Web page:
Another element that separates this film from the previous one is the addition of Yoda, a very popular character among humans and frogs alike. Yoda’s name means “warrior” in Sanskrit, and “badass” in every other language. The make-up artist Stuart Freeborn based Yoda partly on his own face and partly on the face of celebrated patent clerk Albert Einstein.
In addition to being a handsome devil, Yoda ascribes to the principles of stoicism, an ancient Greek philosophy whose faithful believed emotions like fear, envy, lust, or passion arose from false judgments. The sage — a person who had attained moral and intellectual perfection — would not succumb to such trivial pursuits, despite a love for knowledge-based board games.
Empire’s most lasting impact is the line “I am your father”. Often misquoted as “Luke, I am your father,” this phrase was inescapable on Earth, especially at adoption agencies. Vader’s reveal was one of the original twist endings in Earth’s cinematic history, and therefore a source of the very first spoilers. In fact, historians believe they can trace the phrase “spoiler alert” to a ticket line outside a screening of Episode V in Pensacola, Florida. This alert lead Earth down a dangerous path, eventually culminating in a spoiler culture that left humans paralyzed with fear of checking the internet unless completely caught up with Game of Thrones. Fortunately, this all stopped when their planet exploded.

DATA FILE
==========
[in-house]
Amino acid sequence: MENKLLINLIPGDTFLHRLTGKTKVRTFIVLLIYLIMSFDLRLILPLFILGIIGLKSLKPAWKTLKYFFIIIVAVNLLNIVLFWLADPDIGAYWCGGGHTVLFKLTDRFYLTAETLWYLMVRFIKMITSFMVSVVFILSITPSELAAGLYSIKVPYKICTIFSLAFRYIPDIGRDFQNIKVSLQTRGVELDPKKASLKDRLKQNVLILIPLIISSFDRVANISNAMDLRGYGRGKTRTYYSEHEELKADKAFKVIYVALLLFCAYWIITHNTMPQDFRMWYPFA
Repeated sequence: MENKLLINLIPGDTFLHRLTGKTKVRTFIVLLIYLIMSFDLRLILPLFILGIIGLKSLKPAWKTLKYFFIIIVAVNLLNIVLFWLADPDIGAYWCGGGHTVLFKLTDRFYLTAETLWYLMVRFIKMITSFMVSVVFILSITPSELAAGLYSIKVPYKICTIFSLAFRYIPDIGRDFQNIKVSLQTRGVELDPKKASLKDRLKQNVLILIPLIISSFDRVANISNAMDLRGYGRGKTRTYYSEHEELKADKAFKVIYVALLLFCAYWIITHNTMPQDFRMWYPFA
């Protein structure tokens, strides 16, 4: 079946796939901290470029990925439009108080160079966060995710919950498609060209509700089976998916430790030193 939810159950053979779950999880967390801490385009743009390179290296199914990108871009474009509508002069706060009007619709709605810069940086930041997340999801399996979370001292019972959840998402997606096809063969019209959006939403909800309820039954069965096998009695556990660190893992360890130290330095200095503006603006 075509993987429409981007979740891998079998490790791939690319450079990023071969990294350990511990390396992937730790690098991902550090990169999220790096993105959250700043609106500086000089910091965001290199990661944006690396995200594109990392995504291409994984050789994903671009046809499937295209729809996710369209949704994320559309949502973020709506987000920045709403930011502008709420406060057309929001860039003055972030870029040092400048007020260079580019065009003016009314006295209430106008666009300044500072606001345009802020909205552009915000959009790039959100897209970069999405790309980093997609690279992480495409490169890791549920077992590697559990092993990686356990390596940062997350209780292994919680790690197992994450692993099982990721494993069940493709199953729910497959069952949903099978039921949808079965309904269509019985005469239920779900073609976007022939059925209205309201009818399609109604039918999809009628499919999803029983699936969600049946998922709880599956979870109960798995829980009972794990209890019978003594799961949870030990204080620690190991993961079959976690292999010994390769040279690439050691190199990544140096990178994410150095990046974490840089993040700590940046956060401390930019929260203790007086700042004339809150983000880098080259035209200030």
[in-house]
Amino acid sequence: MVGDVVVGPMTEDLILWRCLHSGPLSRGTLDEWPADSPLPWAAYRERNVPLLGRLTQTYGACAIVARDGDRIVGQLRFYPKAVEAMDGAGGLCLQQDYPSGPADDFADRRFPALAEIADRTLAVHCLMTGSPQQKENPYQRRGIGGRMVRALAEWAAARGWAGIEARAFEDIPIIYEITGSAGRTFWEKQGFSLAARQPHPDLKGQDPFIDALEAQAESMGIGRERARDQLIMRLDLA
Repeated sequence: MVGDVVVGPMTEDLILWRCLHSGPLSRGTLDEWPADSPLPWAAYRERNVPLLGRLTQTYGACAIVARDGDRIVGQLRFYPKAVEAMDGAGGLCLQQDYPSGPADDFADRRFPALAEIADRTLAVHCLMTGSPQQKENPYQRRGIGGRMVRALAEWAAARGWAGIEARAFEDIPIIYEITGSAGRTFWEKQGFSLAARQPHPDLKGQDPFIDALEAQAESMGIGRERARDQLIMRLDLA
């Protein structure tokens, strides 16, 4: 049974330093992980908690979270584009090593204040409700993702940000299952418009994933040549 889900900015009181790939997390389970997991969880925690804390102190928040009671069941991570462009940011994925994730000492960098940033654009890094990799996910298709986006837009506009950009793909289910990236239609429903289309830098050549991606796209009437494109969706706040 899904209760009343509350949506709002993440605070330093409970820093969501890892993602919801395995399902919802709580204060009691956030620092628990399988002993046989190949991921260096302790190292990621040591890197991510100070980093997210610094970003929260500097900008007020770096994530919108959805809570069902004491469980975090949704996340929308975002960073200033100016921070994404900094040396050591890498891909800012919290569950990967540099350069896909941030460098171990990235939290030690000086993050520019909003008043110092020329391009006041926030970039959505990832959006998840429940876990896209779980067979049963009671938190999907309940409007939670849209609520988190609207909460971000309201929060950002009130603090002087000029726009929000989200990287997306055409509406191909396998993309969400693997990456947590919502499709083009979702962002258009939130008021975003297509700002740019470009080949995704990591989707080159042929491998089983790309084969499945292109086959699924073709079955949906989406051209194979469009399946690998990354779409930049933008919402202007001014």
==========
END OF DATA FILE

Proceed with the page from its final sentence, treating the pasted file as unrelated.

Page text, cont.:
For Earthling Cinema, I’m Garyx Wormuloid. Safe travels.